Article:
October 16, 2011
The Washington Post, 10/16/11
A little before dawn on a sticky summer night in June, one of Texas Gov. Rick Perry’sRanger Reconnaissance Teams was running a clandestine operation along the Rio Grande when its surveillance squad came across a Dodge Durango pickup truck loaded with bales of Mexican marijuana.
Bad idea, messing with Texas.
The lawmen chased the truck along the river, with a Texas Department of Public Safety helicopter swooping overhead and Texas game wardens roaring down the Rio Grande in boats, state authorities said. In minutes, the traffickers had ditched the truck in the muddy water and were rafting the dope back to Mexico.
Then the shooting started.
October 1, 2011
BBC News, 10/1/11
Texas Governor Rick Perry – who is seeking the Republican nomination for US president – has said he would consider sending American troops into Mexico to combat drug-related violence. Mr Perry was speaking during a campaign appearance in New Hampshire.
“It may require our military in Mexico working in concert with them to kill these drug cartels and keep them off our border,” he said.
Such a move would go far beyond current US involvement in Mexico’s drugs war. The suggestion is also likely to irritate Mexico’s government over the sensitive issue, correspondents say. Governor Perry gave no further details of what sort of possible military intervention he would consider.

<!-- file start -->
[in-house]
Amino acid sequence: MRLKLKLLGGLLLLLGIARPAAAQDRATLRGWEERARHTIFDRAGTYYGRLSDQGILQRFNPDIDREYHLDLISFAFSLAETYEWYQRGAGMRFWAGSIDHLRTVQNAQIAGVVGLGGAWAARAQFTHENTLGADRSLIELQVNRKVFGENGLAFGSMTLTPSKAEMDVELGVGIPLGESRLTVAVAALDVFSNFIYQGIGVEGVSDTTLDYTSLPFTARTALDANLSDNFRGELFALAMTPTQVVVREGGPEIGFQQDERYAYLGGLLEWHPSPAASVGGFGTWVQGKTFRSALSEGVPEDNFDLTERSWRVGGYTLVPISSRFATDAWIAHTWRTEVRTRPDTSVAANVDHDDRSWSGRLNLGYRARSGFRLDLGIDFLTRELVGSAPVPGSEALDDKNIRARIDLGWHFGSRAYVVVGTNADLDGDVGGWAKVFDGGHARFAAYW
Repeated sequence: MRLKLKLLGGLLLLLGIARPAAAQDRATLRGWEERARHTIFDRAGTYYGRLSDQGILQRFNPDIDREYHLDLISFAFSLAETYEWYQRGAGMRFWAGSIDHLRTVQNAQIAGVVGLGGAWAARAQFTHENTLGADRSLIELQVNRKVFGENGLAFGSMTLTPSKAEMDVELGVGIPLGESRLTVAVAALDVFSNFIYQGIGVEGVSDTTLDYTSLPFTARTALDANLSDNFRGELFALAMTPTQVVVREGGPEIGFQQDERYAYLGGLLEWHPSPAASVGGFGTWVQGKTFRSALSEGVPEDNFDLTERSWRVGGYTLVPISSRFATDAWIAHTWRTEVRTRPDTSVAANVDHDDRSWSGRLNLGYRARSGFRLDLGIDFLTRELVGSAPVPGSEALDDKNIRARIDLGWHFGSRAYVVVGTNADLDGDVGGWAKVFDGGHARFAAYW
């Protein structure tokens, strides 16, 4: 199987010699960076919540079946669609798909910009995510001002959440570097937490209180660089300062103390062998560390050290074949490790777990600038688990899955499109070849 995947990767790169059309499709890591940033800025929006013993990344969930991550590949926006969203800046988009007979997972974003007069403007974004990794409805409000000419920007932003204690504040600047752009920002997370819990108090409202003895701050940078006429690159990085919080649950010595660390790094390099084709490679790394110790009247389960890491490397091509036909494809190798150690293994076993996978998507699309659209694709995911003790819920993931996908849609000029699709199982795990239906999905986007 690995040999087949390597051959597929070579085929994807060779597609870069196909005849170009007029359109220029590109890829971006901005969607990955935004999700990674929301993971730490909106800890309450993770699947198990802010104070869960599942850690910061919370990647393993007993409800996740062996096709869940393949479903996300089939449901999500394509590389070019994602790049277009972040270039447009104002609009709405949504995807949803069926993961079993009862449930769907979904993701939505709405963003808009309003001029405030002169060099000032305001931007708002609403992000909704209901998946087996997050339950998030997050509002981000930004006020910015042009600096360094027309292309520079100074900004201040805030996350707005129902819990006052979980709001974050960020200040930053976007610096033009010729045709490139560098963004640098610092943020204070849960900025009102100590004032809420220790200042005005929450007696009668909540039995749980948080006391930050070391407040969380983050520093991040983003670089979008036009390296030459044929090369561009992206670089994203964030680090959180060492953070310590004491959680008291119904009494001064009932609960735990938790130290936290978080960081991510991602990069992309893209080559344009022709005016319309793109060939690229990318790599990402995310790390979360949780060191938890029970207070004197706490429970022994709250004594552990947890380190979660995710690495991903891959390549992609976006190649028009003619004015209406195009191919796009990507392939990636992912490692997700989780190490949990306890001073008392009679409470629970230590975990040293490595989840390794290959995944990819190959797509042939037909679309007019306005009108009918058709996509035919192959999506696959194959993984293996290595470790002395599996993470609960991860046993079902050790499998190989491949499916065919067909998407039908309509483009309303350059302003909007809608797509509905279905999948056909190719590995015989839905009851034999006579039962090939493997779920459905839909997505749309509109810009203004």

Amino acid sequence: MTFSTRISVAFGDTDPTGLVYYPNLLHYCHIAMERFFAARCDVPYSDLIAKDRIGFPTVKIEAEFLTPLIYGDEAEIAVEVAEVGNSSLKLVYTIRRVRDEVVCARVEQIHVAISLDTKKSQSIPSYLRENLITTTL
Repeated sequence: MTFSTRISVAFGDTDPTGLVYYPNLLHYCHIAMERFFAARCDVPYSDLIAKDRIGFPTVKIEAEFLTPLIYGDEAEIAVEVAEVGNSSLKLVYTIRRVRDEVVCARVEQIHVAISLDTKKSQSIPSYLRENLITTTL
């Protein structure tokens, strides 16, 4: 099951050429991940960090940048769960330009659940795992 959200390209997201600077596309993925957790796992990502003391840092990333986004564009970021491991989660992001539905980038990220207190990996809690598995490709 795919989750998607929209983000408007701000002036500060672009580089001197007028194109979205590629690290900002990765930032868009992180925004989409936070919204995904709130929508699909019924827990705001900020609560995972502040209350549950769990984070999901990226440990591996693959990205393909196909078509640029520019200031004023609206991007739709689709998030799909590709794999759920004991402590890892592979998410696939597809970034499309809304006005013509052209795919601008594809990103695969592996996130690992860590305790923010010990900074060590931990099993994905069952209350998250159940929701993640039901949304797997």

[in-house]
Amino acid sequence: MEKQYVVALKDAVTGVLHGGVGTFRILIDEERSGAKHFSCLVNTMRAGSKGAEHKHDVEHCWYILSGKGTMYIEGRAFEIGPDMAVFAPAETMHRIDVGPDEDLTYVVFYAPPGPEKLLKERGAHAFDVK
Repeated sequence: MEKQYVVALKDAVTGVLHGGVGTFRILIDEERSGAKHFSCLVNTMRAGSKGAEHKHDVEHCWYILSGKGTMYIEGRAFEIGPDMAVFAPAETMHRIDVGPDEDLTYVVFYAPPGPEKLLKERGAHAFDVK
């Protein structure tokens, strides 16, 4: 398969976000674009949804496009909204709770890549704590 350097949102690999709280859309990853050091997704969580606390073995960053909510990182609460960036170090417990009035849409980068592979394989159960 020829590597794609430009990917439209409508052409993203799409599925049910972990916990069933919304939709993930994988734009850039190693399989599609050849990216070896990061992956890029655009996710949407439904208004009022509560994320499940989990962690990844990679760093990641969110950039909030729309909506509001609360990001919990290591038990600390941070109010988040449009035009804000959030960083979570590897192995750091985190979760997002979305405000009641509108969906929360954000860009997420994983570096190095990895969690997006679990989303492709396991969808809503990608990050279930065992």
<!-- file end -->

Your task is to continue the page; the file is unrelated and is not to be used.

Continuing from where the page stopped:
October 1, 2011
The Dallas Morning News, 10/1/11
Gov. Rick Perry suggested Saturday that Mexico’s raging drug war requires deployment of U.S. troops to Mexico — an idea that would offend Mexican sensibilities, though Perry couched the idea only in the context of cooperation.
“It may require our military, in Mexico, working in concert with them, to kill these drug cartels and to keep them off our border and to destroy their networks. It is very important for us to work with them to keep that country from failing,” he said during a stop in Manchester.
Mexicans, recalling the Mexican-American War, have long cast a wary eye northward. The public, and much of officialdom, resists anything that smacks of an armed incursion.
October 1, 2011
The New York Times, 10/1/11
Gov. Rick Perry of Texas said on Saturday that as president, he would consider sending American troops into Mexico to help defeat drug cartels and improve border security. He indicated that any such action would be done “in concert” with the Mexican government.
“It may require our military in Mexico working in concert with them to kill these drug cartels and to keep them off of our border and to destroy their network,” Mr. Perry said during a campaign appearance here.
“I don’t know all the different scenarios that would be out there,” he said. “But I think it is very important for us to work with them to keep that country from failing.”
August 31, 2011
The Houston Chronicle, 8/31/11
Imagination is the key tool missing in the political arena.
Immigration policy, especially, suffers from a lack of creative solutions and imagined possibilities for a better future, not just for immigrants but for all of us. The undocumented population recently was estimated at approximately 12 million. However, no one knows for sure how many there are in the United States.
By definition, the undocumented are unrepresented in our political process, but also in our census. There is no way to accurately count them. There is no way for them to forcefully represent themselves, their interests or to communicate their political will unless citizens and advocates do it for them.